It was a fairly easy class, but the exam was worth a very significant portion of the class grade, and we still haven't received a single (concrete) assignment grade to date. 
Now that's an anonymous comment, and the rest of it is very sympathetic to Kim. And it may not be an accurate description of the course --- I would love to know. The course syllabus states the requirements this way:
1. Short in-class quizzes covering assigned material for the day, class participation and performance, total of 30 % 
2. Policy Paper and Presentation 30%  
3. Final Examination 40% 

I am reminded of how different courses are from each other.

I just turned in the 118 grades for CS 121. That's the biggest the course has ever been, by almost 50%. It is a tough course. There are 10 homework assignments. Each homework assignment has 3 parts to be turned in separately. These are math problems, no computer programming. People worked like hell, an assignment every week, a midterm exam, a final exam. We had a minor cheating issue about a month into the course and, instead of turning anyone over to the Ad Board, I wrote in huge letters on the blackboard at the next lecture, "DON'T BE STUPID!" and yelled at the whole class for 5 minutes, using my best angry-father voice. I think it worked.

If you want to be stressed, mine would be a logical course to be stressed in. And when the dust settled, a few clearly hoped that their grade would have been just a little higher than it was. But mostly students in the course sent me nice notes after the course was over. They thanked the TFs, who they could see, with over 3000 papers to grade, were working just as hard as they were. Some walked into my office with a big smile on their face when they stopped by to look at what they had done wrong on the final exam.

There really seem to be multiple Harvards. The experience of the Gov students, if the tales of Gov 1310 and that comment about Gov 1368 are accurate, is in a different universe from the experience of CS students.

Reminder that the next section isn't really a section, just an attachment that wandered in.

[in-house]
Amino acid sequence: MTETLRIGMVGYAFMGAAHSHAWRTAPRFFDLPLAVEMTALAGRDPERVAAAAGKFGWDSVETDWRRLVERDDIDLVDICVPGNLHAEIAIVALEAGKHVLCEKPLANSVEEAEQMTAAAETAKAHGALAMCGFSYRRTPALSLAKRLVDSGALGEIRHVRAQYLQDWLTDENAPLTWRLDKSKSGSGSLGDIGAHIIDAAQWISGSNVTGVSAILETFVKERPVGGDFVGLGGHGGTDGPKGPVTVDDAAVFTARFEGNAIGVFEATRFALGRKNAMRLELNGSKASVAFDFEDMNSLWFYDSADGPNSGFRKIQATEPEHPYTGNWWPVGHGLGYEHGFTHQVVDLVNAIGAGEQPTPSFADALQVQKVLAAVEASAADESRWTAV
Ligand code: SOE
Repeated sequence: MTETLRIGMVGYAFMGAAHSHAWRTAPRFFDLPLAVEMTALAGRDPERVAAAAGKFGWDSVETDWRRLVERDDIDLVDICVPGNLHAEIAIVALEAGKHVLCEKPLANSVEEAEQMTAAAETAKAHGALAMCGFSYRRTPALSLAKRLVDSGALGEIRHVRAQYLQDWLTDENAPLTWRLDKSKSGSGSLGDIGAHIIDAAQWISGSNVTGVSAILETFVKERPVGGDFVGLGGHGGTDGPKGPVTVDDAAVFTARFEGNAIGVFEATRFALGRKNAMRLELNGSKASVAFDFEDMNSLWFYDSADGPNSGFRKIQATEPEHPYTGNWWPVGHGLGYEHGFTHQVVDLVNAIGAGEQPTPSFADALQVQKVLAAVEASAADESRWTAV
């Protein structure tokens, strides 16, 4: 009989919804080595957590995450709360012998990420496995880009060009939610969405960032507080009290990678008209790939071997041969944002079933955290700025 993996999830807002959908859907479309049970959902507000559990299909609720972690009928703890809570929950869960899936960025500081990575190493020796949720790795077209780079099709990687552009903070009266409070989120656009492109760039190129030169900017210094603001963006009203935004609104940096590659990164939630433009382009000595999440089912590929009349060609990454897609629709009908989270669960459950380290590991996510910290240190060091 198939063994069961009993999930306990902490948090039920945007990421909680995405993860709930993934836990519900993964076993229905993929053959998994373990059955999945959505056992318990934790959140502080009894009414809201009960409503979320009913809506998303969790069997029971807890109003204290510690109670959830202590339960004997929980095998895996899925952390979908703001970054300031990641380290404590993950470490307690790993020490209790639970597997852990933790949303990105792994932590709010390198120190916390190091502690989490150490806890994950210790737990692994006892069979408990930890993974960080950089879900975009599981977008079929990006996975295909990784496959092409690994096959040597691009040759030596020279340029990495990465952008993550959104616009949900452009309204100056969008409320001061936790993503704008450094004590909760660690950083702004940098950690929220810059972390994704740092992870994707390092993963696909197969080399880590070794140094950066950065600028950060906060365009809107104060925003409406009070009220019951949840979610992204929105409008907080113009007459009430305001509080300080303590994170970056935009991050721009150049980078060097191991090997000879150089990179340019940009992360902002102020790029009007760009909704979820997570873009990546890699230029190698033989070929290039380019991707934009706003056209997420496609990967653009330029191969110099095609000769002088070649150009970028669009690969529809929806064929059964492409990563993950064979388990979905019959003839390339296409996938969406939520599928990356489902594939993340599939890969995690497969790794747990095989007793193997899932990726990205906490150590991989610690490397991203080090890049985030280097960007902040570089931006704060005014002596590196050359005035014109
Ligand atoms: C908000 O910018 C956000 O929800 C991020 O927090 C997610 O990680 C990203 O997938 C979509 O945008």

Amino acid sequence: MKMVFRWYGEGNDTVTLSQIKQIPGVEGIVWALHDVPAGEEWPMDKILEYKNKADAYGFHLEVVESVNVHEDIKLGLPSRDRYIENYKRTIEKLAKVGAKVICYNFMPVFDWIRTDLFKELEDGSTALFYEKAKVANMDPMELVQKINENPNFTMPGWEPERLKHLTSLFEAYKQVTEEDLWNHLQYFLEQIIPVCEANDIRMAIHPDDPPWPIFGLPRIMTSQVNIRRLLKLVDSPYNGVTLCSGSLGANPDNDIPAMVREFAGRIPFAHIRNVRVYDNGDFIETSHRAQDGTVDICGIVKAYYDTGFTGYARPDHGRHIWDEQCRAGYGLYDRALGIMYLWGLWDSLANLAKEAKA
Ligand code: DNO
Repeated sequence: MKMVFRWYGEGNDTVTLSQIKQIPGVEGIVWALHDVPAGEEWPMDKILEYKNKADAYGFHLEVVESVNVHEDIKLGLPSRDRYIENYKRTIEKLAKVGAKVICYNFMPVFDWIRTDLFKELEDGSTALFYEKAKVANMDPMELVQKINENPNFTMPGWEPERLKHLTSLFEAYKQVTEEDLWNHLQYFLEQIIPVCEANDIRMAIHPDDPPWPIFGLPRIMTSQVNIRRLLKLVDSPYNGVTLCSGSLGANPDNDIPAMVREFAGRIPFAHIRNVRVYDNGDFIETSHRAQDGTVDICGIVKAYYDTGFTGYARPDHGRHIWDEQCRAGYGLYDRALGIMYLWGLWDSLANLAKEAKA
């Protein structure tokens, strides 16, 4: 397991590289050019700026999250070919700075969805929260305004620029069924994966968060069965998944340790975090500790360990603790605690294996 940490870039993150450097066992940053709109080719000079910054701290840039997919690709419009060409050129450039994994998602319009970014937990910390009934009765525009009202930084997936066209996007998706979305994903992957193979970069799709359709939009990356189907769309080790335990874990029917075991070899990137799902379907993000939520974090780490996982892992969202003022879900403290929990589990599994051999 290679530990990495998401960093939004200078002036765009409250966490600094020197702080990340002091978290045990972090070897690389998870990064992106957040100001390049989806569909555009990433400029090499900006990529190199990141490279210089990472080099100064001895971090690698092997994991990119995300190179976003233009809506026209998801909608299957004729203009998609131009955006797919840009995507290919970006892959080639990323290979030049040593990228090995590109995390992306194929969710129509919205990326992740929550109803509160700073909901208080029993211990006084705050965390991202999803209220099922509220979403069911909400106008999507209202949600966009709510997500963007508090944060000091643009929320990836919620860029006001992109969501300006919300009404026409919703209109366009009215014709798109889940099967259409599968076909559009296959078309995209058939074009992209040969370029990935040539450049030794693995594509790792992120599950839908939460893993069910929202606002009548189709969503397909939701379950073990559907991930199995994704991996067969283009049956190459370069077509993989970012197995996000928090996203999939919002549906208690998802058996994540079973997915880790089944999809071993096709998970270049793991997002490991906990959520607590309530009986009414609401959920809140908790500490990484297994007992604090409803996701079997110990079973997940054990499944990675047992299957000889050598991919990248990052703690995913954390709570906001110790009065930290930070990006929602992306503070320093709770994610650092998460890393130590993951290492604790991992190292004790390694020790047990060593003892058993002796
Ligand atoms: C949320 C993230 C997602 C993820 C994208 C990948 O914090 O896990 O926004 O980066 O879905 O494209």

And the weird thing is, students seem to be emigrating from the easy majors and joining the tough ones. A freshman came into my office recently, the graduate of a top prep school. He had intended to study literature but was enrolled in CS 50, which he thought was cool. He wanted understand what it would mean to major in computer science.

Of course CS 50 and other CS courses have their own issues of cheating and other bad behavior. But it seems that in general, the ambitious Harvard students are choosing to run up hill, and they like it. Are the bottom-feeders, like Mr. Kim, being disproportionately left behind in fields where they have gotten the impression they can cope without much effort?

Wednesday, December 11, 2013

Mandela and Harvard

That is the title of my opinion piece published in the Crimson today. It's about both.

Monday, December 9, 2013

Happy Birthday, Grace Murray Hopper

Click out the nice surprise by clicking on today's google.com doodle. And if you have ten minutes to kill in an entertainingly educational way, watch this video of Hopper's appearance on Letterman, passed on to me by Henry Leitner. She visited Harvard at around the same time and I had the honor of meeting her; her appearance is 100% in character.

The main conference room in Harvard's CS building is named in her honor.

Friday, December 6, 2013